I was an ocean engineering major at the Naval Academy. I wasn't an outstanding student by any measure, but I got the degree.

There are things that stuck with me, one of them is "wave power varies as the cube of the height." That is, a wave that is twice as tall has eight times as much power.

Energy is the capacity to do work. Power is the rate at which work is done.

Most ocean waves are wind-generated, and wave height varies linearly with wind velocity. That is, a 10% increase in wind speed yields 10% higher average wave heights.

Wind speed is a function of energy in the atmosphere, temperature and pressure differences in various regions of the atmosphere. A warmer atmosphere has more energy, and so larger differences can occur, although on a global scale one might think that the *average* atmospheric temperature is *equally* greater, so the differences that drive wind would be *relatively* the same. But, it's complicated and they're not.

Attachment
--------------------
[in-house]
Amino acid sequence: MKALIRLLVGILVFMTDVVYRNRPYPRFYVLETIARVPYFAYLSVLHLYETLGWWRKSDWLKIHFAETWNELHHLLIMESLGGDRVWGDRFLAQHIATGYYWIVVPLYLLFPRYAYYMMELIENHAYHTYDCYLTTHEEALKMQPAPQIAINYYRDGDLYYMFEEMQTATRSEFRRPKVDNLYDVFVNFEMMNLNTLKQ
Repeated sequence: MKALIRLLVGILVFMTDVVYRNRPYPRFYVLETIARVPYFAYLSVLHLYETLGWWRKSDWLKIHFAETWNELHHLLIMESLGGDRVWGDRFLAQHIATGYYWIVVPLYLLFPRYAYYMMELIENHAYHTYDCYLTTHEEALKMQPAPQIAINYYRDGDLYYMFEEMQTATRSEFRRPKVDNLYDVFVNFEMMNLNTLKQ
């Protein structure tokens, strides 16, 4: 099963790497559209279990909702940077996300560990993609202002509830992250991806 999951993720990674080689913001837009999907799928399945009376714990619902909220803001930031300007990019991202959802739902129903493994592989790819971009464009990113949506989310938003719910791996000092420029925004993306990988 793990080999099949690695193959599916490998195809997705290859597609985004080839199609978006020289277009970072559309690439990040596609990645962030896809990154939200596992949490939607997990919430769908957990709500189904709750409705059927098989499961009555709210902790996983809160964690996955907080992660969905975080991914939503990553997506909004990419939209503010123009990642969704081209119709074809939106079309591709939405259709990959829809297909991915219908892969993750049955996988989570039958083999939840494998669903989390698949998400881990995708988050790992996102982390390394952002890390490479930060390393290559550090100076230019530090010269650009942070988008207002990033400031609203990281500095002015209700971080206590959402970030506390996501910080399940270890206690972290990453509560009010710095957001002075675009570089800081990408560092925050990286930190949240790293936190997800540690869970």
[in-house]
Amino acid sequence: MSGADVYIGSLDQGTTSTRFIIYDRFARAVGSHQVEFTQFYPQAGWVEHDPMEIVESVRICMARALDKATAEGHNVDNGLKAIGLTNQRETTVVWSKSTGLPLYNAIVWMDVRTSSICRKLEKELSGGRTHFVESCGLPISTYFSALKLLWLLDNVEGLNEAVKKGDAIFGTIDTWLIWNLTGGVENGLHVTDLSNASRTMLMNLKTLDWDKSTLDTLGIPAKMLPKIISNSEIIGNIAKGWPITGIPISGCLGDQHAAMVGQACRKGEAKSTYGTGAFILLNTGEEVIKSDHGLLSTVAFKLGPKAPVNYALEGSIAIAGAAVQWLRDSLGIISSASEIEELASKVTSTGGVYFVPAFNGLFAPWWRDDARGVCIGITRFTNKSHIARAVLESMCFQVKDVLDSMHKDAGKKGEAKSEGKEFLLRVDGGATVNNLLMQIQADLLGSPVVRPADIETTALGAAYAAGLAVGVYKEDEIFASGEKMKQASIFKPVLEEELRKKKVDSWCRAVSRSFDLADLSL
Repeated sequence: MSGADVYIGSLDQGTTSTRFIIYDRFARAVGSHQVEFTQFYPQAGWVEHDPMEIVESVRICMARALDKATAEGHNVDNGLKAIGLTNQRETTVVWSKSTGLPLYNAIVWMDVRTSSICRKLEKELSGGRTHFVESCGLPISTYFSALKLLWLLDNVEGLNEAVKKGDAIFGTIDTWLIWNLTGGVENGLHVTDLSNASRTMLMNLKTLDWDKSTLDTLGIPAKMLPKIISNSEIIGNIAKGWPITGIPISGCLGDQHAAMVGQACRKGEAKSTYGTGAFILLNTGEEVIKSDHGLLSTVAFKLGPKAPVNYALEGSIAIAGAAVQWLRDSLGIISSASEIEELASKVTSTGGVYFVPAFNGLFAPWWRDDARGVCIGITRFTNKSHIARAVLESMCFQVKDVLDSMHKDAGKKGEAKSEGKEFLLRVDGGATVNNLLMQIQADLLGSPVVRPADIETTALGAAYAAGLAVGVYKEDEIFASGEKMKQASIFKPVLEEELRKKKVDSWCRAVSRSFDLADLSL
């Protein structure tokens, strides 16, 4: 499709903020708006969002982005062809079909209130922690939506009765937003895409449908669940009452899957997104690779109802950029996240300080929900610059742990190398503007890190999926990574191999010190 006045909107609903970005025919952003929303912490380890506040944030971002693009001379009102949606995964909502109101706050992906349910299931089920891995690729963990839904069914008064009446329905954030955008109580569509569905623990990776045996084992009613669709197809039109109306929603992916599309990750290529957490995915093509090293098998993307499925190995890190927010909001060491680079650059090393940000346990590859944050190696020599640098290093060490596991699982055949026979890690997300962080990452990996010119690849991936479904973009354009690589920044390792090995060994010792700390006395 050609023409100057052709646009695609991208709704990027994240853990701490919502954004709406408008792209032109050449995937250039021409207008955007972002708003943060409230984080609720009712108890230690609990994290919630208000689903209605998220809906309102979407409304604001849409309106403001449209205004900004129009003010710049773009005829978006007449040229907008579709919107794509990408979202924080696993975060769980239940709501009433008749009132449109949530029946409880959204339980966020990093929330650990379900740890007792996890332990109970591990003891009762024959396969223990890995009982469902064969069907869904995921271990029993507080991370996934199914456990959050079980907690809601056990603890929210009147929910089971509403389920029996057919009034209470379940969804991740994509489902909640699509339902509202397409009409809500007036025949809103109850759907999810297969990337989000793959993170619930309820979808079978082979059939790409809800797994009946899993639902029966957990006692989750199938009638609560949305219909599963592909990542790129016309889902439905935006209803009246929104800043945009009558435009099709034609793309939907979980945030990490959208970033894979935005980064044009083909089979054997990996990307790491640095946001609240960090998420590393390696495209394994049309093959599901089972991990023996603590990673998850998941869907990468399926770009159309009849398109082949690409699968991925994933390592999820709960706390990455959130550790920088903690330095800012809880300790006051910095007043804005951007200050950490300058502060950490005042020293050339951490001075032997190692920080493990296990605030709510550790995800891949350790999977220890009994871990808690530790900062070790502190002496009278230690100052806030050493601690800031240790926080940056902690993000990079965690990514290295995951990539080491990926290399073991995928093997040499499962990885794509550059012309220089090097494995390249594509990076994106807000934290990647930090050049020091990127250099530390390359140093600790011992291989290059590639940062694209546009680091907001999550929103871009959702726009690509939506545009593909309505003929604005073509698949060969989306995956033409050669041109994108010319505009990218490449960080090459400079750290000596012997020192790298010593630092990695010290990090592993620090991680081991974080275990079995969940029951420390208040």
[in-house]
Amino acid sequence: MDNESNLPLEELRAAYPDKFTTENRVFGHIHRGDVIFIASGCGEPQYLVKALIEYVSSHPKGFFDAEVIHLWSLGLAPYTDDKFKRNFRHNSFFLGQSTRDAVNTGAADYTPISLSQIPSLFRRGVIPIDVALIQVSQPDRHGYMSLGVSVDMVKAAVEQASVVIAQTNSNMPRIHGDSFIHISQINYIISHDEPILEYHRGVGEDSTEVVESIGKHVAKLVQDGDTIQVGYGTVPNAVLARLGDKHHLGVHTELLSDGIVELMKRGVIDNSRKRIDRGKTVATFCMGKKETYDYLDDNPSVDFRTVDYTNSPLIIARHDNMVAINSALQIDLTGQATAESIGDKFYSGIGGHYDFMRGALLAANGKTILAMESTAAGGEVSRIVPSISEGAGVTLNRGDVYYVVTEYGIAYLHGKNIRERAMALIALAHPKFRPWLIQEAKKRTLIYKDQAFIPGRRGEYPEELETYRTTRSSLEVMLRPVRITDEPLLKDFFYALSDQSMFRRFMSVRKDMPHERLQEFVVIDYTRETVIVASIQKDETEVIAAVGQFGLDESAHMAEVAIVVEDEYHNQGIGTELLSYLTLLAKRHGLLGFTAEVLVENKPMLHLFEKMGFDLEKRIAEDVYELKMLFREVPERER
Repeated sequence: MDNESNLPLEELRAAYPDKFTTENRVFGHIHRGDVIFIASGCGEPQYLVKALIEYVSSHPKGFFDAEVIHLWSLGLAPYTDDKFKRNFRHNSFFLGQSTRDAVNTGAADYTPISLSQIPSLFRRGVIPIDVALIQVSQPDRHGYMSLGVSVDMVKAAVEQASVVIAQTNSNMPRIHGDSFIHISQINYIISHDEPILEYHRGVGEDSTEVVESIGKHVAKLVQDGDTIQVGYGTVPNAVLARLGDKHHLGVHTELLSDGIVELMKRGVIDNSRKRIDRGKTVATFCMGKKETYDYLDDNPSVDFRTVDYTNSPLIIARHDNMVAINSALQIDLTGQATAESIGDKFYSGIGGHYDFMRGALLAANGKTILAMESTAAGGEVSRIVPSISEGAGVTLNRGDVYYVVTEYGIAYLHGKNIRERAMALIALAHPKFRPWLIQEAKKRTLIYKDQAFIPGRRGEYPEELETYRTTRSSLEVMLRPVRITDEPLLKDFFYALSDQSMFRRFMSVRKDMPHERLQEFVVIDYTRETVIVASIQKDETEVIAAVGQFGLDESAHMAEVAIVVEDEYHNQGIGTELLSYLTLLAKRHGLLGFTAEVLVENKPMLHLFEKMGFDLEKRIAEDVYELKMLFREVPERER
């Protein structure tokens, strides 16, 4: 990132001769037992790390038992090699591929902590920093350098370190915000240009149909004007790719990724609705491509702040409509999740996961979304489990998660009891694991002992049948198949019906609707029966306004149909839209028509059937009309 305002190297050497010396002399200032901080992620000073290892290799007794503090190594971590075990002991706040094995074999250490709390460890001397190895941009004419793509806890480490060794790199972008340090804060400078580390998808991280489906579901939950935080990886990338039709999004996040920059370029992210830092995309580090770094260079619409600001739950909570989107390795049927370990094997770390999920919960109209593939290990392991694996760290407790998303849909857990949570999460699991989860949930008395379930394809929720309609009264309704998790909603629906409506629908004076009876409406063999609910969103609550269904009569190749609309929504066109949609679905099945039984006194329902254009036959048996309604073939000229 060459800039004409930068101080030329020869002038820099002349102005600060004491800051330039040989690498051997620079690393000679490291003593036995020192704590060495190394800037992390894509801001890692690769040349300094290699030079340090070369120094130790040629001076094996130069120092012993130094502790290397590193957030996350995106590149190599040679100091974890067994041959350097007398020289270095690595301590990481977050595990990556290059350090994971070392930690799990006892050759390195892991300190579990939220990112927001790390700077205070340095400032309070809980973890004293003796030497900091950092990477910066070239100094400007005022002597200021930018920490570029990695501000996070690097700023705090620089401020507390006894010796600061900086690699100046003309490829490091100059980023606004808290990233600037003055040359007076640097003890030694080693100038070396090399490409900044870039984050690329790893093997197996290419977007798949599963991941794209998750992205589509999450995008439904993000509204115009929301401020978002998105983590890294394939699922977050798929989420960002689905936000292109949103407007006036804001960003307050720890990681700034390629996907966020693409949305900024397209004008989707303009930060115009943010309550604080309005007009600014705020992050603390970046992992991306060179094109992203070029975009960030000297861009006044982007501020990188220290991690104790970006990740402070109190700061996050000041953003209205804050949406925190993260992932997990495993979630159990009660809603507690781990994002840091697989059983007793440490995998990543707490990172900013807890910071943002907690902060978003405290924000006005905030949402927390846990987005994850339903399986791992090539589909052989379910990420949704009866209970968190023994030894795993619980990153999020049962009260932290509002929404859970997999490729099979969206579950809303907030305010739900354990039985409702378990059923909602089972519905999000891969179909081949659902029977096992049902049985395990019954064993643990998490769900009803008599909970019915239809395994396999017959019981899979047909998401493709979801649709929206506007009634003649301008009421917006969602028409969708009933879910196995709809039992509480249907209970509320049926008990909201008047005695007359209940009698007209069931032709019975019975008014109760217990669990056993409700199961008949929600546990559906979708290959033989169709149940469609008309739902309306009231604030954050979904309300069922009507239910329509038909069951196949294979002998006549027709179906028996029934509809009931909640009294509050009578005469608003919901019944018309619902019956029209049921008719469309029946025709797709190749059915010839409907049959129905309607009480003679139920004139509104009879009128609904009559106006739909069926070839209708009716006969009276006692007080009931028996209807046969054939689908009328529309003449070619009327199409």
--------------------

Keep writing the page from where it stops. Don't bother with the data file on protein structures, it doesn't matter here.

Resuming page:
So this report came as little surprise to me.

The analysis revealed that in the era beginning after 1970, California's average winter wave height has increased by 13% or about 0.3 meters (one foot) compared to average winter wave height between 1931 and 1969. Bromirski also found that between 1996 and 2016 there were about twice as many storm events that produced waves greater than four meters (13 feet) in height along the California coast compared to the two decades spanning 1949 to 1969.

So (average winter Pacific northwest) wave heights have increased 13% since 1970. That means average wave power has increased 1.13^3, or ~1.44. That's 44%!

That's 44% *more power* to erode shorelines, move sand. In a rising ocean.

Shoreline erosion is taking place at a much faster rate than it has in the past. We can quibble about whether it's 20%, 30%, or 44%, but no matter what number you want to put on it, you have *less time* to "manage" shoreline erosion.

We have to move faster.

Originally posted at Notes From the Underground ** 09:55 Monday, 7 August 2023**